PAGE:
US 4220426 A
A pneumatic tubular conveyor pipeline is provided for conveying solid products, for example, in granular or chunk form. The conveyor pipeline comprises an outer impervious pipe and a smaller-diameter inner porous pipe. The inner pipe has longitudinally-spaced, uni-directional pressure responsive vents dividing the inner pipe into chambers. A gas pressure source is connected to the upstream portion of the inner pipe. A feed apparatus is connected to the feed end of the outer pipe for injecting the product into and propelling same through the outer pipe. The chambers vent consecutively through the vents in the downstream direction at a rate determined by the product flow through the outer pipe, as the surrounding portions of the outer pipe become filled with the product.
1. A conveyor pipeline for conveying solid products, comprising:
(a) an outer, impervious pipe having upstream an inlet for receiving a gas-propelled, granulated solid product and for conveying same to an outlet downstream thereof;
(b) a porous, relatively-small diameter, inner pipe disposed inside and extending substantially throughout the length of said outer pipe; the inlet to the bore of the inner pipe, upstream of said pipeline, receiving pressurized gas, and the pores in the wall of said inner pipe being continuously open;
(c) a plurality of one-way, pressure-responsive valves longitudinally spaced apart inside the bore of the inner pipe, whereby each section of the bore between a pair of consecutive valves forms a chamber; each valve being normally closed and being biased to open only in the downstream direction by a predetermined pressure drop across the valve, said pressure drop being produced, in use, when the inlet to the bore of the inner pipe receives pressurized gas and product in the bore of the outer pipe builds up around the porous wall of the valve's chamber, thereby causing the back pressure on the valve to exceed the bias of the valve; said valves consecutively open at the rate determined by the product flow through the bore of said outer pipe; and each chamber as it becomes pressurized causes gas to escape through its continually open pores in the wall thereof into the bore of the outer pipe, thereby forming an air cushion under the moving product, and assisting in fluidizing the product.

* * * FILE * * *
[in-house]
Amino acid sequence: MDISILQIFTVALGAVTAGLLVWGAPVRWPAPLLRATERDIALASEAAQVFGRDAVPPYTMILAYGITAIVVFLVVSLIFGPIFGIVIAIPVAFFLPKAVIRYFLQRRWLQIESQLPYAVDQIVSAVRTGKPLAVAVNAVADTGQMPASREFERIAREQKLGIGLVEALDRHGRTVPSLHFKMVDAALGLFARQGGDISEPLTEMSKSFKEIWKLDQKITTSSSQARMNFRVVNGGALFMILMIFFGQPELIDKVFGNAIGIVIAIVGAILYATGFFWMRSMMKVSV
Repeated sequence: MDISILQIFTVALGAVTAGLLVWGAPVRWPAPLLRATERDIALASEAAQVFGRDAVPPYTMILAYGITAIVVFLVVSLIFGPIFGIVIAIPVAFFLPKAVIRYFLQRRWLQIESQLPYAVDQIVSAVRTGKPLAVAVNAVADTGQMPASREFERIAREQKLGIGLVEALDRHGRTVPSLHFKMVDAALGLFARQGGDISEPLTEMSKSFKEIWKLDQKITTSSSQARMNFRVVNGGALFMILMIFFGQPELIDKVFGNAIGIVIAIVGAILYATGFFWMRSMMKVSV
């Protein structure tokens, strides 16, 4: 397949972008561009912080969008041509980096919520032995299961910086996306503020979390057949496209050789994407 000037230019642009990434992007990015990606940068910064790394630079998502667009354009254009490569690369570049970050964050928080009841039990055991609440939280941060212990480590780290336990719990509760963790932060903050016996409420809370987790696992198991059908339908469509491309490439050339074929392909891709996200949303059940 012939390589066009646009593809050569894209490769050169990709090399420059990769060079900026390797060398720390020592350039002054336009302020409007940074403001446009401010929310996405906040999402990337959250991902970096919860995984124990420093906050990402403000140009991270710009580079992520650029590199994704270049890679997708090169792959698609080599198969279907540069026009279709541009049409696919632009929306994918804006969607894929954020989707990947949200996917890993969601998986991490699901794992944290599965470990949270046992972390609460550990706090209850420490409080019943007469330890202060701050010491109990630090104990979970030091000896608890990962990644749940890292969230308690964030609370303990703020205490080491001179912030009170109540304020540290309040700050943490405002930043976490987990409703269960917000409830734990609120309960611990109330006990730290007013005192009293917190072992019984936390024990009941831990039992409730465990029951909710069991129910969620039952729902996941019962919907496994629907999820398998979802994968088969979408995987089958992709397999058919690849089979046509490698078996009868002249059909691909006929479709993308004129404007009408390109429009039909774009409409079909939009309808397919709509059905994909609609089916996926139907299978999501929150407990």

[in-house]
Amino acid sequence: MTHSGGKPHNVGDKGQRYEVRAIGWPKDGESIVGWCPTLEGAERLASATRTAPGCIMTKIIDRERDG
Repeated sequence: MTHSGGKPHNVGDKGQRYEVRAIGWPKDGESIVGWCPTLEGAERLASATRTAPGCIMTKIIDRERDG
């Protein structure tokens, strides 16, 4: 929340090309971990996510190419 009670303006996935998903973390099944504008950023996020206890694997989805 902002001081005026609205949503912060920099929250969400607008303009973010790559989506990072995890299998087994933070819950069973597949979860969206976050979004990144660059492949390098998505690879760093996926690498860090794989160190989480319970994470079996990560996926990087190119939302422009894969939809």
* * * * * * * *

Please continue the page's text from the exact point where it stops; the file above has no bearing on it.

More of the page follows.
2. The conveyor pipeline of claim 1, wherein the bore of the inner pipe is closed at the downstream end thereof and the inner pipe is disposed at the bottom of the outer pipe.
(a) Field of the Invention
This invention relates to a pneumatic conveyor system for conveying substantially dry materials over very long distances, such as is described in my U.S. Pat. No. 4,116,491.
(b) Description of the Prior Art
Conventional pneumatic pipe conveyor systems transport materials in suspension by means of a high-velocity air stream. The principal uses for such pipe conveyor systems are the the transport of materials such as granular cork, bran, carbon black, copra, grain, wood chips, and saw dust. One such known system for transporting pulverized materials consists of a motor-driven pump and of a source of compressed air for fluidizing the material. The material itself is fed from a bin or hopper into a pump mechanism which is of the screw type. Compressed air is admitted from a cylindrical manifold into the discharge end of the screw, thus changing the material into a semi-fluid substance before allowing it to enter the transport line. The greatest present use of such a system is believed to be for transporting bulk cement.